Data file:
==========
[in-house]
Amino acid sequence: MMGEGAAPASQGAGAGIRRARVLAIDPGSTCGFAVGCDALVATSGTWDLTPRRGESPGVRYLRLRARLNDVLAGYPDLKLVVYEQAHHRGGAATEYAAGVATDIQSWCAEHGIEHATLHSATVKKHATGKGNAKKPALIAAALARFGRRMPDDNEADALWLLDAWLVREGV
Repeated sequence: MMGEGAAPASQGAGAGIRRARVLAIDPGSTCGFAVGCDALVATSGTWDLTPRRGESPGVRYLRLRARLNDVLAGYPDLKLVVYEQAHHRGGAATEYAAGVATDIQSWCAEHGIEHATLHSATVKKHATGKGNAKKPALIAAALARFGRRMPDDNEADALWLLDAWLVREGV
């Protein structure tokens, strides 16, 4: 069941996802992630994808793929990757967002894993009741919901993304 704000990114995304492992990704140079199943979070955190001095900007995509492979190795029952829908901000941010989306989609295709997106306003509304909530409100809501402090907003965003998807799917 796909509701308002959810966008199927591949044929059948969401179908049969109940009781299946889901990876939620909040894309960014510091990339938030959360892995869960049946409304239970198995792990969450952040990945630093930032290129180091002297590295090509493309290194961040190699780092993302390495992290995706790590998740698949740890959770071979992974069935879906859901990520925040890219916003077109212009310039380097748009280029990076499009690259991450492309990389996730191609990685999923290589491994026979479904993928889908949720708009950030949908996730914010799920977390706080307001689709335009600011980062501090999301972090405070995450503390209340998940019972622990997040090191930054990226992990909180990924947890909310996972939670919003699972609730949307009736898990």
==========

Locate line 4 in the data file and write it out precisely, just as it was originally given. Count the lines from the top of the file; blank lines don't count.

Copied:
């Protein structure tokens, strides 16, 4: 069941996802992630994808793929990757967002894993009741919901993304 704000990114995304492992990704140079199943979070955190001095900007995509492979190795029952829908901000941010989306989609295709997106306003509304909530409100809501402090907003965003998807799917 796909509701308002959810966008199927591949044929059948969401179908049969109940009781299946889901990876939620909040894309960014510091990339938030959360892995869960049946409304239970198995792990969450952040990945630093930032290129180091002297590295090509493309290194961040190699780092993302390495992290995706790590998740698949740890959770071979992974069935879906859901990520925040890219916003077109212009310039380097748009280029990076499009690259991450492309990389996730191609990685999923290589491994026979479904993928889908949720708009950030949908996730914010799920977390706080307001689709335009600011980062501090999301972090405070995450503390209340998940019972622990997040090191930054990226992990909180990924947890909310996972939670919003699972609730949307009736898990």